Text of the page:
The updating scheme can be used in two contexts: with operating systems that support updating of the main application and with operating systems that the applications should be take care of themselves for updating. The first system is for example Debian, while the second is Windows. The first type of operating systems needs only to update parts like plugins of the application, and not the application core itself, while the other type requires all files to be updated. This difference is taken into account when using Jupidator updater.

Bindings with the running application

The bindings with the actual application are divided in the following 2 parts:

  • Execution of the updater

  • Feedback mechanism of the updater

Execution of the updater

A com.panayotis.jupidator.Updater object is required to start the actual updating procedure. The user only needs to create a new object of this class, and everything else is handled by the updater automatically.

Definition of Updater class

The most common Updater class constructor is as follows:

public Updater(String xmlurl, String appHome, int release, String version, UpdatedApplication application) throws UpdaterException

  • xmlurl the URL of the XML file which describes the updated parts. See next section. (required argument)

  • appHome the directory path of the application. Typically is where the JAR file is found. Usually it is writable by a user with elevated privileges. This is not a required argument, since it can be guessed by the location of the calling class outdise the Jupidator package name-space. It is strongly recommended though, since quite often the location of the JAR files is not the "location" of the application itself.

  • release the numerical version of the application. This should be an increasing integer number which marks every release (optional argument).

  • version the human readable version of the application. This is a free text versioning scheme, for displaying reasons (optional argument).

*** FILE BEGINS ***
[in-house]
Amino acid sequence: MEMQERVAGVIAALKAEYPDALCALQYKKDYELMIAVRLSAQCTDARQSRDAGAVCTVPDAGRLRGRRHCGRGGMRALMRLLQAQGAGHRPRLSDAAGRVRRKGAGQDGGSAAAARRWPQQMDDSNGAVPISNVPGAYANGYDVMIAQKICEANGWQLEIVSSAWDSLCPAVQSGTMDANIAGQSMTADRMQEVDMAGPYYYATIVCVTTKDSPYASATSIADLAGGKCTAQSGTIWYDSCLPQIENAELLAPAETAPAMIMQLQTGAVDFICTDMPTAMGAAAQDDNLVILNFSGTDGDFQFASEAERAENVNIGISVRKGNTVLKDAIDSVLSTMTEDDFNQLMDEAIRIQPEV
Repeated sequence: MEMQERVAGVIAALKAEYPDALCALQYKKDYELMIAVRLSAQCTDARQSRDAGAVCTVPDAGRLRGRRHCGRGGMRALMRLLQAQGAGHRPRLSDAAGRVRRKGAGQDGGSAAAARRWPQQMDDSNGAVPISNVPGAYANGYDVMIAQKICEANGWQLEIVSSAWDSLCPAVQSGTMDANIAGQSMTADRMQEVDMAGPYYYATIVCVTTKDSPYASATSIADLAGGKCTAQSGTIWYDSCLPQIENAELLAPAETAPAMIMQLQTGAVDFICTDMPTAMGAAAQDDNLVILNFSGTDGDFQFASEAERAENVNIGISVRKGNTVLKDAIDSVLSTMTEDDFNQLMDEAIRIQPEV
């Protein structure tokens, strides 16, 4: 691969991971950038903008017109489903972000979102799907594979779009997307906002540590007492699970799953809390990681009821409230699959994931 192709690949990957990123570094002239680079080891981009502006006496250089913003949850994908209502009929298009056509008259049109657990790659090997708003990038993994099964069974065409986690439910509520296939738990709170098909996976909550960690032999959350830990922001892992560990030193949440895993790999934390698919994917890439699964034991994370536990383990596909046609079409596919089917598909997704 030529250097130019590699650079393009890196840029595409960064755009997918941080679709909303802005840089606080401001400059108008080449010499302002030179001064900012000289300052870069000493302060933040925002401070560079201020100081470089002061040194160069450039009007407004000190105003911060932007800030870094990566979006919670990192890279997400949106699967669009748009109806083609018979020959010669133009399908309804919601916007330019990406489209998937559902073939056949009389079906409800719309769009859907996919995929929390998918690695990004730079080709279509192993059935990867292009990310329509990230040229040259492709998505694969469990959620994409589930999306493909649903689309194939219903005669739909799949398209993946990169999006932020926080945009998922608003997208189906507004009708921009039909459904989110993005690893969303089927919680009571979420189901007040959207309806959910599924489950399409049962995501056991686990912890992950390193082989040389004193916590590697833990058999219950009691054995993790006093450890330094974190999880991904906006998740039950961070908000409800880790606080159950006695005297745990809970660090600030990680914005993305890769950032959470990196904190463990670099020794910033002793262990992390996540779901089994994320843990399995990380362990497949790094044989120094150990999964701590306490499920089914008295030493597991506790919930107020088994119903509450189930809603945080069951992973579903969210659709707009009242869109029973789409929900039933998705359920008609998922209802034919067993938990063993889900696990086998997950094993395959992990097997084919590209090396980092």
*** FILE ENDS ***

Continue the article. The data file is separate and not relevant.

• updatedApplication the object implementing the com.panayotis.jupidator.UpdatedApplication interface, as described below (optional argument).

Apart from this constructor, other helper contructor exist, which fill the missing values with reasonable defaults. Please refer to JavaDoc for more information.

To start the actual updating procedure, the actionDisplay() should be called. All further actions are handled by Jupidator, in a separated thread if needed.

Quickstart Updater methods

There are a few static conveniece methods, in order to ease the execution of the update procedure. The most common methods are:

  • public static Updater start(String xmlurl, String appHome, UpdatedApplication application)

  • public static Updater start(String xmlurl, String appHome, int release, String version, UpdatedApplication application)

These methods start the updater if required, and silently ignore possible initialization errors. A reference of the produced Updater is returned, or null if an error occured. If no special requirements are desired for the update, then it is recommended to use this family of methods instead.

Feedback mechanism of the updater

The main program needs to receive some feedback of the updater process. Firstly, it needs to receive debugging information and secondly it needs to be informed that application restart is needed. Thus an object implementing com.panayotis.jupidator.UpdatedApplication is required. The two required methods are defined as follows:

  • public void receiveMessage(String message)

    Mechanism for the main application to receive debugging messages. These messages can be ignored of course, or stored wherever the application think is appropriate (i.e. in a log file). These messages are possibly localized.

  • public boolean requestRestart()

    The updater requests to restart the application. No actual restart is performed yet. This method is used to inform the main application to do the necessary housekeeping, like for example to save open files. If the application returns "true" then housekeeping is successful and the updater is allowed to restart the application. Or else the updating procedure is stopped.

Minimum example

Here is an example how to use Jupidator with a simple application. The developer just needs to create a new MyAppUpdate object with the desired information.

import java.io.File;
import com.panayotis.jupidator.UpdatedApplication;
import com.panayotis.jupidator.Updater;
import com.panayotis.jupidator.UpdaterException;

public class MyAppUpdate implements UpdatedApplication {

    public MyAppUpdate() {
        try {
            new Updater(
        } catch (UpdaterException ex) {

    public boolean requestRestart() {
        return check_if_we_can_restart();